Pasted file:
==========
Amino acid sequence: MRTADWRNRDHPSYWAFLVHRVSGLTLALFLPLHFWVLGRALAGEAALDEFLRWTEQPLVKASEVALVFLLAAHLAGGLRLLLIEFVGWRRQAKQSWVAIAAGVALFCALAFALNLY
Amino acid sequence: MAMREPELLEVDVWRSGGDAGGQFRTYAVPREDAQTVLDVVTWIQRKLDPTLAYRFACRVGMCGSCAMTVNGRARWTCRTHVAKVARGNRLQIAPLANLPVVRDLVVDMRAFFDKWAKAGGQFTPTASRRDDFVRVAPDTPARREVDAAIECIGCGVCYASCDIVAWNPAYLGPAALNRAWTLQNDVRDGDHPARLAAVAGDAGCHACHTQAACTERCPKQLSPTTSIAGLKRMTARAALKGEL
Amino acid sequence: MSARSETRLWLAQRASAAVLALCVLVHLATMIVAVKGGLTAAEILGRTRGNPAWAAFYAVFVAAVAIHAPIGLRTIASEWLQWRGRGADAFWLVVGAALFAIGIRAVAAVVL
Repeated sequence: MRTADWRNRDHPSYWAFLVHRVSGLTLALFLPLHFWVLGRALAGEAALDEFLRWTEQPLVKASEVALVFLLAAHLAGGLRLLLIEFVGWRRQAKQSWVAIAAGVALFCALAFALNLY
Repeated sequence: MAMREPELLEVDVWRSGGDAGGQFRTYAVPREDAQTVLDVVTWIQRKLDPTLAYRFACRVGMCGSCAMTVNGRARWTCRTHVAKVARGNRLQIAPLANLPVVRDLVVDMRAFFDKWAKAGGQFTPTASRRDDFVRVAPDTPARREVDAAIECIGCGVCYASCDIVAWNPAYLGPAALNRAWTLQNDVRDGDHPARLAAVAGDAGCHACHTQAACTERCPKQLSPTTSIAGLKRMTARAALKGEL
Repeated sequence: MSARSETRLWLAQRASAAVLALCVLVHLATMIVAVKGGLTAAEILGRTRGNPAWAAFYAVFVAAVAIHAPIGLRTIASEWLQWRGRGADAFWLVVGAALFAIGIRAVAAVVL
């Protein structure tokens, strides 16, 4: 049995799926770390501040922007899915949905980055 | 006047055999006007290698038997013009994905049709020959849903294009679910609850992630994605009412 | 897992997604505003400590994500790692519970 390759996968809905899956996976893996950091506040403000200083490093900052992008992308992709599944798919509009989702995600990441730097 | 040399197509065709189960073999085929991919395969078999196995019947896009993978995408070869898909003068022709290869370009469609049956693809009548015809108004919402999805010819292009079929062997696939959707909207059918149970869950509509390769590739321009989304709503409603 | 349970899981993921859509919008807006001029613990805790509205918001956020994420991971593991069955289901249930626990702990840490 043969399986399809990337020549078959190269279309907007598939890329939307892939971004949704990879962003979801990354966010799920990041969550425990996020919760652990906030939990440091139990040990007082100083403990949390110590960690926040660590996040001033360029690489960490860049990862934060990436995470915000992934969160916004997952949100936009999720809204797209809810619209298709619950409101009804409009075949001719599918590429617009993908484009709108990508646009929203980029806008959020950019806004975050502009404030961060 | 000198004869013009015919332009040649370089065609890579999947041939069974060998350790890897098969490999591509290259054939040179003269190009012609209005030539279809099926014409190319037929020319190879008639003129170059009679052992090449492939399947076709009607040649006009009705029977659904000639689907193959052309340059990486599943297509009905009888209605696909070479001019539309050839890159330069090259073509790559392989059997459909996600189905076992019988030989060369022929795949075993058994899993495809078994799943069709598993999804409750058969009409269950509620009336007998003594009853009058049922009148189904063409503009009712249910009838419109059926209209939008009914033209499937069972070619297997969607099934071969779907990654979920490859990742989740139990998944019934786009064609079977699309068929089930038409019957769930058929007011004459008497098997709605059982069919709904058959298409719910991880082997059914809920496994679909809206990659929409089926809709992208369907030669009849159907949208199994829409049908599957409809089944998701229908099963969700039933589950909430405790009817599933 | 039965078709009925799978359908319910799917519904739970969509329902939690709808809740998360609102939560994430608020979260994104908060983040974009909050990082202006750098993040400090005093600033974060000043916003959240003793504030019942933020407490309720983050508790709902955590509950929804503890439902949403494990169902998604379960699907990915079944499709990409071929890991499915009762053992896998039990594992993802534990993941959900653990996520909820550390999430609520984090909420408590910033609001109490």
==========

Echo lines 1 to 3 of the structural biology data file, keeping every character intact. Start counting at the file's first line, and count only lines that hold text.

Amino acid sequence: MRTADWRNRDHPSYWAFLVHRVSGLTLALFLPLHFWVLGRALAGEAALDEFLRWTEQPLVKASEVALVFLLAAHLAGGLRLLLIEFVGWRRQAKQSWVAIAAGVALFCALAFALNLY
Amino acid sequence: MAMREPELLEVDVWRSGGDAGGQFRTYAVPREDAQTVLDVVTWIQRKLDPTLAYRFACRVGMCGSCAMTVNGRARWTCRTHVAKVARGNRLQIAPLANLPVVRDLVVDMRAFFDKWAKAGGQFTPTASRRDDFVRVAPDTPARREVDAAIECIGCGVCYASCDIVAWNPAYLGPAALNRAWTLQNDVRDGDHPARLAAVAGDAGCHACHTQAACTERCPKQLSPTTSIAGLKRMTARAALKGEL
Amino acid sequence: MSARSETRLWLAQRASAAVLALCVLVHLATMIVAVKGGLTAAEILGRTRGNPAWAAFYAVFVAAVAIHAPIGLRTIASEWLQWRGRGADAFWLVVGAALFAIGIRAVAAVVL